Delicate Arch at sunset. This is clearly a prime example of the creativity a photographer can exercise in composing a scene – my thought process: “point at the arch, click the shutter button”. Ansel would be proud.
I’m currently sitting in my tent under the most amazing night sky I’ve ever seen – with no moon, at least a 6,000 foot elevation, and a location that is the most remote area in the lower-48 states the Milky Way is lighting up the evening and the stars are shining so brightly that it’s possible to differentiate sizes and colors; Audrey even pointed out what we’re guessing is the space station flying overhead. Being the reliable outdoorsman I left the star guide sitting on my bookshelf, so we’ve been forced to come up with our own names (“Blinky” is popular) but it’s no less incredible without knowing exactly what it is we’re seeing.
The route that brought us to this astronomy laboratory started in Bryce Canyon with an early wake-up to see sunrise followed by too many pictures and a visit along the way from a group of pronghorn antelope. This adventure inevitably led to coffee and bacon at the lodge, and then off for more canyon adulation at Bryce Point. After checking out of our hotel the route took us 275 miles across the state and along some absolutely ridiculous roads – apparently the Great Depression led to the ultimate in make-work programs in Utah, and portions of Highway 12 are literally blasted out of solid rock only because someone decided that a good way to create jobs was to build roads through impossible places. In addition to Highway 12, portions of Interstate 70 (“No Service Next 123 Miles”) traverse canyons and cliffs that made it one of the few parts of the interstate highway system to be two lanes up until the mid-eighties when it was finally expanded to match the rest of the system.
Bryce Canyon at Sunrise.
Christmas this year was again spent at Ma & Pa’s house in the Bay Area. Aaron was given the gift of Cavs tickets and an Anderson Varejao wig, the Skipper got a cookbook for curry (he cooks now), and Ma got enough pedicure gift certificates to keep her toes pretty for months. In a surprise move, rather than the usual gifts of sweaters and bizarre neck massagers mom also put together a really awesome album with copies of the family Christmas cards and letters going back about twenty years; Aaron and I were expecting the worst when she told us to “close our eyes”, so this gift was a pleasant surprise.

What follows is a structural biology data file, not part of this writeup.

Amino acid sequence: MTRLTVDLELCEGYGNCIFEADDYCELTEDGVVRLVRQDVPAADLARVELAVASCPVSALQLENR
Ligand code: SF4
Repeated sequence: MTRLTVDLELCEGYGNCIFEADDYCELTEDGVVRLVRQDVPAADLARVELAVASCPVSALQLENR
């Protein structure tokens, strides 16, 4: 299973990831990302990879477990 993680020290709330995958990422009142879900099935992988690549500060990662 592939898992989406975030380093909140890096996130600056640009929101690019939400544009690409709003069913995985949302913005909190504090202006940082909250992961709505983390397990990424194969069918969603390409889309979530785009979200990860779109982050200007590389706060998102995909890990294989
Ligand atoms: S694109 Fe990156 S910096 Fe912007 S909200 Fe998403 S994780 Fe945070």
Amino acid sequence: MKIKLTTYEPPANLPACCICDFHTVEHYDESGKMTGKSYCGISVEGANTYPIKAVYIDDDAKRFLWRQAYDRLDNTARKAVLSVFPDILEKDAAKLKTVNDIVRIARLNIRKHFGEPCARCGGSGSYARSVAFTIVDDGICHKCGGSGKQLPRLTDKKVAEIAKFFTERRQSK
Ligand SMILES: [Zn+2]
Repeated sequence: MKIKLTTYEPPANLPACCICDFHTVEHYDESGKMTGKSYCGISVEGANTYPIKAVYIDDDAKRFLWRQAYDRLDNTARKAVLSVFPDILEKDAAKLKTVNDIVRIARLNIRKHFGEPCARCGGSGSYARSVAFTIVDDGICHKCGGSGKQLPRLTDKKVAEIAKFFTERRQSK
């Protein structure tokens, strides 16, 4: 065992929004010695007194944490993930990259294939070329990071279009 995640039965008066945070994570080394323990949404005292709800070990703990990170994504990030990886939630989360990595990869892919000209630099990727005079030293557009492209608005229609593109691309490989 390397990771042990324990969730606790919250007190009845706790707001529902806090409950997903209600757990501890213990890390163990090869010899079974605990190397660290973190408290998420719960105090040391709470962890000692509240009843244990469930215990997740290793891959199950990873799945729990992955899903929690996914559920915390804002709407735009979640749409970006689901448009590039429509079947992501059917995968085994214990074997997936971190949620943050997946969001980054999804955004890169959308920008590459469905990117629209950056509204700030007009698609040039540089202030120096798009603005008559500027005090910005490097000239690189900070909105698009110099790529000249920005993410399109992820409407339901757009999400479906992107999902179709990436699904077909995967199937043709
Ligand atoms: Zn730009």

This year’s holiday miracle came in the form of a visit from Roto-Rooter after Mr. Hanky the Christmas Poo took up residence in the downstairs bathrooms. Combining blocked toilets with the holidays brings out the best in everyone, and despite Sally’s initial dismay and Aaron’s dry-heaving it ended up being a fairly amusing (if expensive) event.
Tonight I’m camped out in a closed forest service campground in the Eastern Sierra near the base of Mount Whitney. After driving through gold country and up to Tahoe yesterday I spent the night in Carson City before heading south today. Hiking and photography at Mono Lake went well, although the silver dollar-sized blisters on my insteps indicate that the afternoon’s attempt at cross-country skiing was less successful. The interesting fact of the day comes from Mono Lake, which apparently lost forty feet in depth (and a signficant amount of surface area) due to diversion of streams by the city of Los Angeles starting in 1941. As of 1994 a lawsuit requires LA to restore twenty of the lost forty feet to the lake level to provide improved habitat for the two million birds that visit the lake each year, although at present the lake has risen only about eleven feet from its low point. Along with the restoration of the Lower Owens River, returning Mono Lake to a healthier state could have a huge impact on the wildlife that migrates through the Eastern Sierra each year, thus making me the slightest bit more optimistic that people may actually make the world a bit better during the remaining decades of my lifetime.